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[image url="http://edge.alluremedia.com.au/m/g/2016/07/fetch_tv_1.jpg" caption="The Fetch TV Mighty and Mini (pictured) let you wrestle control of the broadcast schedule.
Image: Adam Turner" align="center" size="xlarge" licence="Supplied" nocrop="true"]

Blending the best of the internet and free-to-air television, Fetch TV's new Mini and Mighty set-top boxes are Australia's killer tag team of home entertainment. These days Fetch TV is basically the closest we have to a Foxtel rival – letting you watch and record both free-to-air and streaming pay TV, as well as tap into a wide range of online content. If you're not keen on signing up for Foxtel's oft-maligned iQ3 recorder then a Fetch TV Mighty or Mini could earn pride of place in your lounge room.

iiNet has a long history of dropping prices on broadband plans while raising bundled data allowances, so it shouldn't really surprise us that the ISP has cut the price of its FetchTV offerings by up to a third. Although part of us can't help but wonder if it's a reaction to disappointing takeup...

Considering the whole premise of FetchTV is that it's connected to the Internet for content, it's amazing that it's taken the company this long to launch a mobile app that offers remote control to the PVR's key functions. Still, better late than never!

This week, IPTV service FetchTV is adding the YouTube on TV interface, making it simpler to browse YouTube videos via your TV set. That's just one of a host of new options FetchTV is planning over the next year, including a full HD channel, access to iView, iPhone and Android apps and lots of other goodies.

This could be interesting if you're an iiNet subscriber and seek a Foxtel alternative. The Fetch box can be returned obligation free -- just don't forget to do so within the trial period. Unfortunately, you'll have to pay and then get credited back for box rental (ugh), though having to pay for pay-per-view movies is fair enough.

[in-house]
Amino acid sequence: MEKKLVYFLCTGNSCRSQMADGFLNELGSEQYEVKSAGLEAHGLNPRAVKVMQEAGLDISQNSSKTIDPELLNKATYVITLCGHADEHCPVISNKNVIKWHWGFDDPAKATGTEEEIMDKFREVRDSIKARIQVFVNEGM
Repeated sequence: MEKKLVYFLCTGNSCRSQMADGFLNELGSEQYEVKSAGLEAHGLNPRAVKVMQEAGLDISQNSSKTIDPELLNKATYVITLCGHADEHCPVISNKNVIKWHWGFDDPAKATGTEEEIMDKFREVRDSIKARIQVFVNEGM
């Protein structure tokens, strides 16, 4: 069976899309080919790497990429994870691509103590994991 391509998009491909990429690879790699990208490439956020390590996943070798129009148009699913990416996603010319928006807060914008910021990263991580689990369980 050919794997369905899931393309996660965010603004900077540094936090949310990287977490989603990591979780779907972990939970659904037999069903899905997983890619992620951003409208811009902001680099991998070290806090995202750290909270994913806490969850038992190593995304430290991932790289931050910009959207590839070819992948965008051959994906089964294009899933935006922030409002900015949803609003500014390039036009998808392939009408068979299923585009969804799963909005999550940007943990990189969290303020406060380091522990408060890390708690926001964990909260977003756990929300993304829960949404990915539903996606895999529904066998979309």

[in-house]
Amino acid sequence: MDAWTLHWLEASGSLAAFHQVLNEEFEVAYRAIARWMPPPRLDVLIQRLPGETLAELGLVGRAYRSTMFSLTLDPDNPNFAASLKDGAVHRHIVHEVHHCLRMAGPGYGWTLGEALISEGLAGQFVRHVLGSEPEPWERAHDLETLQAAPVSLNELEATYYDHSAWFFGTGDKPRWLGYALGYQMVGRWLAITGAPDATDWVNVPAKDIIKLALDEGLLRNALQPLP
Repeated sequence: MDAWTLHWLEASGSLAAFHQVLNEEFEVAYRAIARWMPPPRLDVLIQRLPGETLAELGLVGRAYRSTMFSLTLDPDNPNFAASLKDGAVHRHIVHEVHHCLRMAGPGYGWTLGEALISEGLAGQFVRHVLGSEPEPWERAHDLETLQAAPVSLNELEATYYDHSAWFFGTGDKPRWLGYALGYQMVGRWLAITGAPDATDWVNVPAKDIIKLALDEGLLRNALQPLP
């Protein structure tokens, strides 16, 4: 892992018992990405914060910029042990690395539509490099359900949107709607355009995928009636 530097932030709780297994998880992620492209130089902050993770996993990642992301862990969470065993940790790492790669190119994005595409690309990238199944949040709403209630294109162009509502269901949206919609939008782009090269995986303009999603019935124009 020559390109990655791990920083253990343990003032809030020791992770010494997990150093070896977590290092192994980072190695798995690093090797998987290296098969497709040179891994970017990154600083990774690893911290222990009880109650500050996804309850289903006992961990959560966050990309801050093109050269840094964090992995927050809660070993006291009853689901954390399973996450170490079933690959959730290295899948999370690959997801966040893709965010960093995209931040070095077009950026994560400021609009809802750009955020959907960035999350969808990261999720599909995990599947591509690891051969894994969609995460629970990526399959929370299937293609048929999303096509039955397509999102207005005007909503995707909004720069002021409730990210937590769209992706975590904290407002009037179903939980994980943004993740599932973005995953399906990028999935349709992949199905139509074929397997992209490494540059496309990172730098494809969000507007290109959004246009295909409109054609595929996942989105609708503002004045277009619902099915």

FetchTV is available through a whole heap of ISPs already, but it seems as though the announcement today that Optus will offer FetchTV services is the most exciting one yet for the fledgling IPTV company. Because Optus are going to take this service mobile, baby.

Given TiVo’s staffing woes last year, we’re not quite sure what to make of these sales figures. I guess the good news for TiVo is that they obviously sold more than they expected during a difficult year for the company. According to TiVo’s latest figures, TiVo sales grew more than 29% in December 2010 under what was widely considered by economists to be a fairly lacklustre retail season.

Given it has the financial backing of the Seven Network and a brand name known around the world, you'd expect TiVo to be a huge hit here in Australia. But a report in The Register by Natalie Apostolou indicates that the TiVo's licensee here in Australia, Hybrid TV, has cut back the local office to just five staff and the company's in advanced talks to offload the product to IPTV rival FetchTV.

Nick gave you guys a pretty comprehensive look at what IPTV service FetchTV will include when it rolls out on iiNet and other carriers. But there was one question he didn't address: will the channel line-up eventually include adult content? Or to put it more bluntly: where's the porn?

Up until now, there have really only been two DVRs that offer both content to watch and video on demand content in Australia: The Foxtel iQ and TiVo. A company called FetchTV is bringing a third player into the mix, with a little bit of help from iiNet.